If many courses revolve around math, statistics, and analysis, be sure that the programme is designed as an MSc, regardless of the nomenclature. Likewise, if most courses are theoretical, economics studies will probably be more inclined towards MA-like programmes.
If you’re unsure about a particular master’s, the best thing is to reach out to the university staff directly and get firsthand advice.
Many universities choose to provide you with the details of this classification straight away to avoid any further misunderstandings. It means that you’ll have clear information whether a particular master’s in economics is an MA or an MSc right from the overview.
They’ll also outline who is the particular programme for, and what kind of skills you can obtain upon graduating.
Be sure to acknowledge that there’s a great deal of diversity within postgraduate economics studies. In the US, for example, most master’s in the field are classified as STEM majors and offer their courses to aspirants with significant mathematical foreknowledge.
In essence, because economics is a broad field of study with several legitimate approaches, it’s possible to enter the area through several doors.
Although specific requirements vary from university to university, MSc inclined postgraduate studies will likely have more strict enrollment requirements.
Because “the primacy of mathematics” understands that students have strong numerical reasoning ability, MSc programmes will probably require you to submit some evidence on this foreknowledge.
Admission requirements may include:
On the other hand, eligibility criteria for MA in economics may be somewhat looser. Undergraduate studies in economics or the related field are usually preferred, but many universities worldwide will accept applicants with a bachelor’s degree in any subject.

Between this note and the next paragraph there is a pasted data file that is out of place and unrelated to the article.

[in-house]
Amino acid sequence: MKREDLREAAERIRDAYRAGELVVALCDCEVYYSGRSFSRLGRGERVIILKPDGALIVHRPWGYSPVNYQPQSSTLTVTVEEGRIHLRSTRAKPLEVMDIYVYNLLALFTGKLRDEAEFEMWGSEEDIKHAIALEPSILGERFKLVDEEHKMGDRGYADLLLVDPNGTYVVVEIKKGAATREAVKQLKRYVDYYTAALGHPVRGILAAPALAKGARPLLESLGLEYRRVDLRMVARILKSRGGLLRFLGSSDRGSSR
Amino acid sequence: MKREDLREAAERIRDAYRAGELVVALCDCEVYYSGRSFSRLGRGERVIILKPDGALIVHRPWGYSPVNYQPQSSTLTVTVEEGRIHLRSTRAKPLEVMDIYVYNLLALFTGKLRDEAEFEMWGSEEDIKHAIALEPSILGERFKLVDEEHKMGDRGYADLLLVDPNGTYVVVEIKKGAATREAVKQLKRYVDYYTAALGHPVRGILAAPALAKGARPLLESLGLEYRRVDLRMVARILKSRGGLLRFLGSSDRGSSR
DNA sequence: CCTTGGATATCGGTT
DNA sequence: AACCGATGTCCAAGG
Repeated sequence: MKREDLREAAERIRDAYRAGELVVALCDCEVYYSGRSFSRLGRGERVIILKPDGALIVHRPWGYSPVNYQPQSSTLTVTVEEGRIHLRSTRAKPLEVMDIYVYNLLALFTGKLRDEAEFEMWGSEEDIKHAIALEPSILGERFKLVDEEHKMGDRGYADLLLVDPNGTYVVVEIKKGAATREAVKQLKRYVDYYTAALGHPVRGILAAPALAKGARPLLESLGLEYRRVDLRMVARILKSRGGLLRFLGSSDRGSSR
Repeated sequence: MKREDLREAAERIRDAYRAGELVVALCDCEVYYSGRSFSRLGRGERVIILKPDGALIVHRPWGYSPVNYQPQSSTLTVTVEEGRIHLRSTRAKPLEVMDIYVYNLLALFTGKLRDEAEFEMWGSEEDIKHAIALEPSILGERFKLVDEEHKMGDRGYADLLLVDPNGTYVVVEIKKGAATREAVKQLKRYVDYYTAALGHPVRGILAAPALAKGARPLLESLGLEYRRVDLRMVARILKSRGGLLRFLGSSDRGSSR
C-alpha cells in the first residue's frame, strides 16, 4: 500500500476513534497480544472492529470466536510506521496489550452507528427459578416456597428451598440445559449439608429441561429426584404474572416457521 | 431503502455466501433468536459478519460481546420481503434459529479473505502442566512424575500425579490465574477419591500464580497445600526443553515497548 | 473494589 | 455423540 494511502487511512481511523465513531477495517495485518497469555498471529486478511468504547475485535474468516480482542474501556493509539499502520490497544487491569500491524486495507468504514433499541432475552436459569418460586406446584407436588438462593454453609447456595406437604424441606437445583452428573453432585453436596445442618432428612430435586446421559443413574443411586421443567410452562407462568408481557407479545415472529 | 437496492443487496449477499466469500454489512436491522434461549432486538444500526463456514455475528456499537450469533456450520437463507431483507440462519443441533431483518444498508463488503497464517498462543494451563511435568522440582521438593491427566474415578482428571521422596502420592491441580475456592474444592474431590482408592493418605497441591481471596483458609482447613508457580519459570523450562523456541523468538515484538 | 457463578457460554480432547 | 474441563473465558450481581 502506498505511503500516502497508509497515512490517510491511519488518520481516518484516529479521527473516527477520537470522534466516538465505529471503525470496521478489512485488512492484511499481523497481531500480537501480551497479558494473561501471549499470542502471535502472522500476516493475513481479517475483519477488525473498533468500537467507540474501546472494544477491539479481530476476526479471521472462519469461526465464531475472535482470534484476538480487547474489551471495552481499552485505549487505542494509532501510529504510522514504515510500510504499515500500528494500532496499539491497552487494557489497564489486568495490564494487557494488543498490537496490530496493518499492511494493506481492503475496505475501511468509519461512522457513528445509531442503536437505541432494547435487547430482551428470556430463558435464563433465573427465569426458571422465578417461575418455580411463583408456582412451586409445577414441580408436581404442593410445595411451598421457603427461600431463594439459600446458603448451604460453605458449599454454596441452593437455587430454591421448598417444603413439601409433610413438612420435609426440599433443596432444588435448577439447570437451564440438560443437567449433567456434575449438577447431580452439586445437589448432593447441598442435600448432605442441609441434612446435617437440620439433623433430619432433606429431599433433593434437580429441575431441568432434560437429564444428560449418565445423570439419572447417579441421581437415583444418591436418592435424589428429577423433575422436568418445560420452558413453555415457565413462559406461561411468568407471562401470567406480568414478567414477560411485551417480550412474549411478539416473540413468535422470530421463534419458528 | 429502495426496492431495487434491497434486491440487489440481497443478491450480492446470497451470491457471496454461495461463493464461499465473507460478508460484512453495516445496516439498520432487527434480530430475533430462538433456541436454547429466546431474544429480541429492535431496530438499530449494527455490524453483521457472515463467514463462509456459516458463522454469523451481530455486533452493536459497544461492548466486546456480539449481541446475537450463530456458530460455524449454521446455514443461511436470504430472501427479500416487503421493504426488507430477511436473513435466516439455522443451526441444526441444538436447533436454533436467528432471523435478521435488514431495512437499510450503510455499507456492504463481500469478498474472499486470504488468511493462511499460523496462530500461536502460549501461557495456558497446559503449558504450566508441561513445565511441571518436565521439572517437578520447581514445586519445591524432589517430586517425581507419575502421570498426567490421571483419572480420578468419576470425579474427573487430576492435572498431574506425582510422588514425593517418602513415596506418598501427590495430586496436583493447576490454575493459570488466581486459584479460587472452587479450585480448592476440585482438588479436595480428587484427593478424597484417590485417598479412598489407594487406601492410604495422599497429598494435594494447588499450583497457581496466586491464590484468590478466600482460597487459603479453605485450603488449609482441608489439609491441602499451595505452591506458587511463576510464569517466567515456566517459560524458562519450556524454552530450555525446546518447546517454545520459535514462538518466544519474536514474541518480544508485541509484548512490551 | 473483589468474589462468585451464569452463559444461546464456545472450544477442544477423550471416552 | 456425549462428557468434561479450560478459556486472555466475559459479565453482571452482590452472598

Again, this is not a strict rule, so it’s possible to find an MA in economics with more strict admission criteria than those for specific MSc programmes. Then again, if the studies insist on technical aspects, it’s probably wise to have a strong background in mathematics.
In terms of career options, there isn’t a “one-and-for-all” defined difference between MA and MSc degrees in economics. On the contrary, both tend to offer favourable job prospects and excellent earning potential.
Besides, in today’s job market, employers will often list the skills and knowledge needed to apply for a position rather than going into the details of the educational nomenclature. In translation, they will likely seek applicants who have the “know-how” and be pretty much indifferent to whether they graduated from MA in economics or MSc in economics.
It’s also true to say that the MSc programme will better equip you for positions requiring advanced analysis, calculations, and research skills. But, on the other hand, an MA degree will likely pave the way for jobs that rely on theoretical knowledge and insight.
Some of the jobs you can apply upon graduating include:
Eventually, the main difference between MA in Economics and MSC in Economics lies in your own preferences and abilities.
The best way to tell if a particular master’s in economics is a right fit for you is to look at its coursework and see if you’re comfortable with the subjects. If your intellectual butterflies don’t fly when you see the subjects, it’s probably wise to keep on searching.
Here at CBU, we created a postgraduate programme in economics that has gathered many such butterflies by now. Download our prospectus for more information, or contact us directly if you have any questions.